Study after study has shown that stocks with low price-to-earnings multiples significantly outperform high P/E stocks. Research from my favorite investing guru, NYU professor Aswath Damodaran, pegged the outperformance at anywhere from 9% to 12% per year, depending on the study period. That's big money we're talking about.

But you already know that you can't just go out and buy the stocks with the lowest multiples. Companies can trade at dirt cheap prices for a number of dire reasons, including low growth prospects, skepticism about earnings, or high risk of bankruptcy.

These dangerous stocks can quickly crater. Buy too many of them, and you'll increase your own risk of bankruptcy!

Thus, for a firm to be truly undervalued, Damodaran says in his book Investment Fables: "You need to get a mismatch: a low price-to-earnings ratio without the stigma of high risk or poor growth."

Of course, you're unlikely to find any high-growth, low-P/E companies out there. But Damodaran suggests setting a reasonable minimum threshold for earnings growth, such as 5%. There are also various ways to minimize risk, including staying away from volatile stocks or companies with dangerous balance sheets.

The screen's the thing
We're looking for companies with low price-to-earnings multiples, but also a relatively low amount of risk, and the potential for reasonable growth. Our screen today will cover the best value plays in the Health Care Equipment and Services industry, as defined by my nifty Capital IQ screening software.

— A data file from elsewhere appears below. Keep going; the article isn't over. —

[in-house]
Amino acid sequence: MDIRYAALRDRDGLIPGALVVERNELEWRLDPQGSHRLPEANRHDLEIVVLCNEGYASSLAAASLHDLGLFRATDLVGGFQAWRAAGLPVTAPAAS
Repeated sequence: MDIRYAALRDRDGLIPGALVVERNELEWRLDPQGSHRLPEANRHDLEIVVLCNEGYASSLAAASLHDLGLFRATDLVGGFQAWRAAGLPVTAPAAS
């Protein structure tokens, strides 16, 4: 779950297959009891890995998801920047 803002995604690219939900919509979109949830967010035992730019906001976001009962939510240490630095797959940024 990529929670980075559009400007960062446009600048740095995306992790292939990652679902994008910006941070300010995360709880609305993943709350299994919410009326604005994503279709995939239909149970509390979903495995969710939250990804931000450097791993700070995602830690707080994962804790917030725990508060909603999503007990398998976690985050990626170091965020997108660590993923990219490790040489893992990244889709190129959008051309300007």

There are 139 such companies with market caps topping $500 million on major U.S. exchanges. They have an average forward P/E of 20.8. Here are my parameters:

  1. In order to stay away from bankruptcy risk, I used Damodaran's suggestion and only considered companies with total debt less than 60% of capital.
  2. In hopes of capturing a reasonable amount of growth, I looked at Capital IQ's long-term estimates, and kept only companies expected to grow EPS at 5% annually or better over the next five years. Furthermore, I required at least 5% annualized growth over the past five years.

Of the 63 companies passing the screen, here are the 10 with the lowest forward price-to-earnings multiples:

Company

Market Cap
(in Millions)

Forward P/E

Debt-to-Capital

Estimated EPS
Growth

Triple-S Management (NYSE: GTS)

$565

8.9

23%

10%

CIGNA

$11,761

9.1

30%

9%

Aetna

$14,013

9.7

32%

10%

WellPoint (NYSE: WLP)

$25,571

10.3

29%

10%

HealthSpring (NYSE: HS)

$2,592

10.5

36%

12%

Amedisys (Nasdaq: AMED)

$1,002

10.6

17%

14%

Humana

$11,896

11.0

24%

9%

Medtronic (NYSE: MDT)

$43,620

11.4

41%

10%

Unitedhealth Group (NYSE: UNH)

$47,351

11.5

30%

14%

Kinetic Concepts (NYSE: KCI)

$3,830

12.6

43%

8%

Source: Capital IQ, a division of Standard & Poor's.

There are lots of good research candidates here. To further stack the odds on your side, Damodaran says you can eliminate any companies that have restated earnings, or had more than two large restructuring charges over the past five years. And if volatile swings in price cause you to lose sleep, consider only companies with betas less than 1.

If you're interested in companies from other industries, check out my archive page. You can also add any stocks you're interested in following to your own personal watchlist.

Fool analyst Rex Moore can't believe it's not butter. He owns no companies mentioned here, and discussed many interesting things on Twitter. UnitedHealth Group and WellPoint are Motley Fool Inside Value recommendations. UnitedHealth Group is a Motley Fool Stock Advisor selection. Motley Fool Optionshas recommended a diagonal call position on UnitedHealth Group. The Fool owns shares of Kinetic Concepts, Medtronic, and UnitedHealth Group. Try any of our Foolish newsletter services free for 30 days. We Fools may not all hold the same opinions, but we all believe that considering a diverse range of insights makes us better investors. The Motley Fool has a disclosure policy.